From the western title you might not be immediately aware that Tengai’s full Japanese title is Sengoku Blade: Sengoku Ace Episode II. This is, in fact, the sequel to Psikyo’s very first game, the brilliant Samurai Aces. But with only a few familiar faces returning and a complete change of shmup orientation style, did Psikyo stretched out too far from it’s winning TATE shmup formula?

Horizontal shmup change aside, you can rely on its memorable, zany roster of characters: the titular Tengai is a brutish monk who shoots beads; the young ninja warrior Sho uses throwing blades as weapons; Junis is a kunoichi who uses both kunai and shurikens in a spread pattern; Katana looks like the main protagonist from Super Nintendo’s Hagane (which just so happens to be its original Japanese name) and, of course, uses laser attacks. Finally, there's Miko - despite her striking redesign this really is the same shrine maiden that flew a biplane in the original game. Her attacks, naturally, are based on ofuda cards. Due to ‘reasons’ she also became a poster girl not only for the series, but for Psikyo’s games in general.

Another big departure from the original is the fact no one is flying any sort of machine in this game. Instead everyone flies by themselves freely across the screen. Each character starts with just their main ranged weapon attack. Power-ups will not only increase their base firepower, but summon familiars to ride along for the journey. Tengai has a hawk; Sho has mirrors with reflections of his lover; Junis has a mongoose called Socrates; Katana summons a magical spear and Miko summons a water spirit by her side. Holding the fire trigger will charge the use of these familiars. Smart bombs are also present - they're a rare commodity and most of them aren’t really as screen-clearing in power as previous Psikyo games.

With gameplay variety assured by that memorable roster, it's time to take a look at the playing field. The first four levels are presented in random order (but Zerodiv was kind enough to provide costumers with a level order select by hitting ‘Y’ instead of ‘A’ on the main title screen) until you eventually hit the fifth level and must face off against every previous mid-boss on a row. If you manage to clear that nasty gauntlet, a branching path is your last choice before reaching the final boss for an epic, screen-filling glorious battle. Even here you can’t quite relax since this end showdown is a timed affair; do poorly and you will get your character’s ‘bad ending’ instead of a complete victory.

Gameplay also has a few surprises for a shmup: physical contact with enemies will not cost you a life. Instead, you get a downgrade in your firepower which can make certain sections real troublesome (such as losing your familiar just before a boss fight). So your top priority to remain alive is to make sure you dodge all the yellow/orange bullets that regularly fill the screen. It never gets to ‘bullet hell’ levels of mayhem, but they certainly show up in far more intricate patterns and speed than in previous Psikyo games. You will not find many moments of peace to appreciate the gorgeous backgrounds.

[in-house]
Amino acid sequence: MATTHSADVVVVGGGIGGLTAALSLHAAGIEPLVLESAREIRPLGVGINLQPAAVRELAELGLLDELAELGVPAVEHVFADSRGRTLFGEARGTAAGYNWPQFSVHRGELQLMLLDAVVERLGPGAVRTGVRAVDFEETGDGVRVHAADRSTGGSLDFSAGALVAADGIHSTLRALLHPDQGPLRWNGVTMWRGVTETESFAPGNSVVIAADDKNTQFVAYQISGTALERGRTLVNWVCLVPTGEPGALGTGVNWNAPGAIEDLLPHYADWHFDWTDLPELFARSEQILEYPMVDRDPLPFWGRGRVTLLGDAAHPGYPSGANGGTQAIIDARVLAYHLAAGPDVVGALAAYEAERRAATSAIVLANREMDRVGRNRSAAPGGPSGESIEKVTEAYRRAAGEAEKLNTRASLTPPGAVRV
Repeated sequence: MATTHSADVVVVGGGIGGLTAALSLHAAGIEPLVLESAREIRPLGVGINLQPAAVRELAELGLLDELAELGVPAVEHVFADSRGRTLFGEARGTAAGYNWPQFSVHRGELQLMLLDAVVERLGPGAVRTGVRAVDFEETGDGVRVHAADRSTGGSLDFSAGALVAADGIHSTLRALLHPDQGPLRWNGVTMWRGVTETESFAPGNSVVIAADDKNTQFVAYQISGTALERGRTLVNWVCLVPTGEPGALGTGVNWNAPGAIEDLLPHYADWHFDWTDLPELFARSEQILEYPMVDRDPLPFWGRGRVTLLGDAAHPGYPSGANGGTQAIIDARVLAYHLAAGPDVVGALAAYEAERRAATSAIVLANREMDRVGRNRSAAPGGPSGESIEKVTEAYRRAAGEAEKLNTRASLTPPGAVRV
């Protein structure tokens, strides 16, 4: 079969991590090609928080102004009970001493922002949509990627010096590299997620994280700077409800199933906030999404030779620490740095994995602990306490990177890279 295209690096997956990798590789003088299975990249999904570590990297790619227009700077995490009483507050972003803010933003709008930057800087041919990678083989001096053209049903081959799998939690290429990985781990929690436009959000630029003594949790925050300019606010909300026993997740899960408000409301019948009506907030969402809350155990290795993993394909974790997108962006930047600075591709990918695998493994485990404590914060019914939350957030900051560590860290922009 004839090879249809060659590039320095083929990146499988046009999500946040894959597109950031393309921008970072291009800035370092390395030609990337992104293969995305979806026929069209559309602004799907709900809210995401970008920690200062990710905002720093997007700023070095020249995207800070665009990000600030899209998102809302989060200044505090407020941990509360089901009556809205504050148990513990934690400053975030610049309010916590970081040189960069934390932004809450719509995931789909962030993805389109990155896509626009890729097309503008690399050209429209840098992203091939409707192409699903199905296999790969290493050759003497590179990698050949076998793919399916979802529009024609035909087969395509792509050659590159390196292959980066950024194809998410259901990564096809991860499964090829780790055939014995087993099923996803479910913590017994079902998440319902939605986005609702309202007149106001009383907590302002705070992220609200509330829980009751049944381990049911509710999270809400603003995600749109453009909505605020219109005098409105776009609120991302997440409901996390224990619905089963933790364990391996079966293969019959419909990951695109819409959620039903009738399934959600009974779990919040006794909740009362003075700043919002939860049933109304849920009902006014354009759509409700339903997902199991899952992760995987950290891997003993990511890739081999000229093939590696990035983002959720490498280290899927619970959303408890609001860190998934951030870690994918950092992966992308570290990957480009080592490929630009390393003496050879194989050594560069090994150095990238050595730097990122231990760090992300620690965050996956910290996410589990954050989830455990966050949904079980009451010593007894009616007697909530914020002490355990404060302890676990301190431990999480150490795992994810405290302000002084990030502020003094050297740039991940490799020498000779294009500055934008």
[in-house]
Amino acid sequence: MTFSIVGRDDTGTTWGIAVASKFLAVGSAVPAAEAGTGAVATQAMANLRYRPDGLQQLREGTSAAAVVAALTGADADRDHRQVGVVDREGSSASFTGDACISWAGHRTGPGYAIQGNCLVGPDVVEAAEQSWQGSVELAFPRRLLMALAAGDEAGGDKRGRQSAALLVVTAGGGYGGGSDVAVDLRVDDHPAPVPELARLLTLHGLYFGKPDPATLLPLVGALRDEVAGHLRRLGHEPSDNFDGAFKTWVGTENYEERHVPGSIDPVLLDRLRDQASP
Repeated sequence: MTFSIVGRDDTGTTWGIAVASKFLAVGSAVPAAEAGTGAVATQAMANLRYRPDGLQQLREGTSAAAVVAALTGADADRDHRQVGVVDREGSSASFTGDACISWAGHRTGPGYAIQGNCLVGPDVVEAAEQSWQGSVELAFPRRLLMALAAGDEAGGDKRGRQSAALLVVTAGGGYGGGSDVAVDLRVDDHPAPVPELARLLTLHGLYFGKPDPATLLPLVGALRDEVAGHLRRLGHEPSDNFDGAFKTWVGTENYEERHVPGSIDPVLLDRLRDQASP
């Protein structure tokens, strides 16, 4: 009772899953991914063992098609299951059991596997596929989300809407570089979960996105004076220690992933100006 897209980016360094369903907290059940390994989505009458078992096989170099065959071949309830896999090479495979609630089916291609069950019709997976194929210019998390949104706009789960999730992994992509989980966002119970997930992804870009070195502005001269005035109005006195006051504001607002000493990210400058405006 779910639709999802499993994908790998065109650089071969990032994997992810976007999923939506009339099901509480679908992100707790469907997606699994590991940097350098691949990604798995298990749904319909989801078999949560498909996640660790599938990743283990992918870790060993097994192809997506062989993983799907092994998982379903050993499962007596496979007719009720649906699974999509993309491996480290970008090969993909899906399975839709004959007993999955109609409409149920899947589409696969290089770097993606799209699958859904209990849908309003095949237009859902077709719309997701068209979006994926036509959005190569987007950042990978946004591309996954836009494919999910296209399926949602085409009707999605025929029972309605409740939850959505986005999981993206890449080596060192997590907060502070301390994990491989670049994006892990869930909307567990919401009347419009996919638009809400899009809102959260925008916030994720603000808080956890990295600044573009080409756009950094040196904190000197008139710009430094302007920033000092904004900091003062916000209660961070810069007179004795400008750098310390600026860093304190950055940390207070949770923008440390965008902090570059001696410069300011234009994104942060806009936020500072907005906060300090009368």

On the subject of graphics, Psikyo has really outdone itself in that department. Not only sprite art for both playable characters and enemies is spot on, the portraits for each character and mid-bosses are truly excellent. As we mentioned above, the constant barrage of enemy bullets might make you miss out on some of the most beautiful parallax scrolling backgrounds ever made for a 2D video game. Steampunk medieval Japan has rarely looked this aesthetically pleasing. And so is the game soundtrack that carries with it a distinct oriental flavour, perfectly wrapping up the whole atmosphere. Tengai was a beautiful package back in 1996 and age hasn't robbed its beauty.

Once again, Zerodiv's emulation wrapper goes above and beyond to ensure you can customise your experience properly. Everything from graphic filter options and screen orientation to number of lives, credits, button remapping and difficulty settings are all present and accounted for. This shows not only a proper care for the legacy of Psikyo’s catalogue, but also respect for the consumer.

Conclusion

Tengai is part of a distinguished niche shmup pantheon we like to refer to as the ‘flying-person shooter’. It sits comfortably on top of other great examples of the genre such as Forgotten Worlds, Space Harrier, Lords of Thunder, Cho Aniki and Gynoug (aka Wings of Wor). It's not only one of the finest shmups developed by Psikyo during its active years, but an absurd luxury to have it at this very sensible price. It offers an arcade perfect, single- or two-player horizontal scrolling shmup that still manages to not only pack a punch and a challenge but make current age efforts looks dull by comparison.